Moody’s expects Vietnam’s centrality to multiple regional and bilateral trade agreements to affirm its entrenched position in global value chains. Vietnam is a party to the Regional Comprehensive Economic Partnership (RCEP) and the Comprehensive and Progressive Agreement for Trans-Pacific Partnership (CPTPP) and bilateral Free Trade Agreements (FTAs) with Korea, and more recently, with the European Union and the United Kingdom. These trade agreements will strengthen Vietnam’s competitive position in lower-value products such as footwear, garments, and agricultural goods while placing it firmly in higher-value-added regional tech supply chains for smartphones, computers, and other electronic products.

Structural risks to this economic trajectory may emerge over the next 5-10 years as the existing stock of port, airport, electricity, and railways infrastructure and the working age population, which will peak around 2035, may be insufficient to absorb large-scale shifts in supply chains to Vietnam from China and other higher-wage locations of production. Moody’s expects the authorities to seek to address these challenges through investment in education and worker training to support higher productivity and employment in higher value-added activities while targeting inflows of FDI into sectors and activities that lead to greater direct spillovers to domestic suppliers.

Meanwhile, fiscal policy effectiveness has improved, including a greater emphasis on medium-term budget planning and the deepening of domestic, low-cost financing sources. The National Assembly has also lowered the statutory public debt ceiling to 60% of GDP from 65% to better anchor debt levels while preserving fiscal flexibility amid the ongoing economic recovery. 

Stable fiscal performance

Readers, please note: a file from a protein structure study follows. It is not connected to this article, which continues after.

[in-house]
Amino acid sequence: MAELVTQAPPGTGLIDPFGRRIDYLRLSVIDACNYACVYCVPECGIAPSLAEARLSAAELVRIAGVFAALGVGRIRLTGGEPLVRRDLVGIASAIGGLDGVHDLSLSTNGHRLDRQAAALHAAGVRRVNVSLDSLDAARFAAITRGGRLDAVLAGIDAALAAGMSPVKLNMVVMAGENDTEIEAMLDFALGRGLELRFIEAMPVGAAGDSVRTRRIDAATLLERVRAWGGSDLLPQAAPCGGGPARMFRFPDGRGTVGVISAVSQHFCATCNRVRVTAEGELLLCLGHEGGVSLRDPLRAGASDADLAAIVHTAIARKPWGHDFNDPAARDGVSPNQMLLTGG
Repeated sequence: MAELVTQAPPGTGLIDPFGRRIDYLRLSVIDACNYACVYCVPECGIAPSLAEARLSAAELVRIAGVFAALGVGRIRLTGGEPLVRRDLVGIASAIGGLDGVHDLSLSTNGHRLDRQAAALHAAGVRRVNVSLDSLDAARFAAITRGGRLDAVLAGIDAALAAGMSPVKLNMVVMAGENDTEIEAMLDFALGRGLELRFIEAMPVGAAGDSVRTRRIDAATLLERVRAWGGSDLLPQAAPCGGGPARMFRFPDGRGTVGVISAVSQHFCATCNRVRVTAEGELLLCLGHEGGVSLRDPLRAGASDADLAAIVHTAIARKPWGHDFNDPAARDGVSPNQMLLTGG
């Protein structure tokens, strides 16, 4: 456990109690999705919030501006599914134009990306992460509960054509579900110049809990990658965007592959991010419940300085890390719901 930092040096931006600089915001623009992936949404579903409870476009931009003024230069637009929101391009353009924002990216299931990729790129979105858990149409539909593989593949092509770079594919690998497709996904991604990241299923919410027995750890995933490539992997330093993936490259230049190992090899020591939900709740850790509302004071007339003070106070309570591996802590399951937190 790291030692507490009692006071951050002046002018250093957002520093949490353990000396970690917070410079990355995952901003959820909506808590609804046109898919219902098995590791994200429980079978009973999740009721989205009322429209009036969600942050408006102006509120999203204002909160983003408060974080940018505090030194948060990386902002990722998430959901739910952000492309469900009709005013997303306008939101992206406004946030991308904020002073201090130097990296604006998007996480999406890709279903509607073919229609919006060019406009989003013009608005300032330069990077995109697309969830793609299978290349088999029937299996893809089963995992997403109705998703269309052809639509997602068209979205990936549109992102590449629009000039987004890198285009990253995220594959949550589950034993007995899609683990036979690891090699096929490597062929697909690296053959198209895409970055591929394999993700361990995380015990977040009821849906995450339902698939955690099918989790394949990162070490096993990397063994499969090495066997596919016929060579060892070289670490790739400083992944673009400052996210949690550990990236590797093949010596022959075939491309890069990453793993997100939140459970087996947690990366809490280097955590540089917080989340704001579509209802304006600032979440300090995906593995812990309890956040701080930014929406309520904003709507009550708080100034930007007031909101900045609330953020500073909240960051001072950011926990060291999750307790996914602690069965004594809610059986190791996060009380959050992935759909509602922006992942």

Despite below-potential growth in 2021, Vietnam’s fiscal performance was stable, recording a 3.4% of GDP deficit with revenue collection exceeding its target by 16.8% – partially due to companies’ lower-than-expected uptake of stimulus support measures such as corporate income tax deferrals. Vietnam’s government debt burden registered a moderate rise to 39.1% of GDP in 2021, higher than previously forecast but comparable to levels in previous years and below the statutory public debt ceiling.

For 2022, Moody’s expects the fiscal deficit to be marginally higher at around 3.8%, in line with the Ba-rated median, as the authorities implement the Socio-Economic Recovery and Development Program, valued at VND350 trillion ($14.9 billion, or 4.1% of 2021 estimated GDP). The program cuts the value-added tax for most sectors, provides interest rate subsidies on loans to businesses, and allocates additional expenditure toward public investment in transport, IT infrastructure, prevention of riverbank and coastal erosion, and other climate change adaptation projects. Moody’s expects Vietnam’s fiscal deficit to consolidate to around 2.7% by 2025, with the government debt burden set to decline to around 37%.

Vietnam’s Ministry of Finance (MoF) noted that Moody’s decision to upgrade Vietnam’s sovereign rating amid rising global uncertainties showcases the high regard of the international community for the efforts of the Government in stabilizing the macro-economy and promoting socio-economic development.

“The negative economic environment led to 30 rating downgrades for countries around the world during the first eight months of 2022, while Vietnam was the only country in the Asia-Pacific, and among four worldwide having seen their ratings upgraded by Moody’s,” stated the MoF.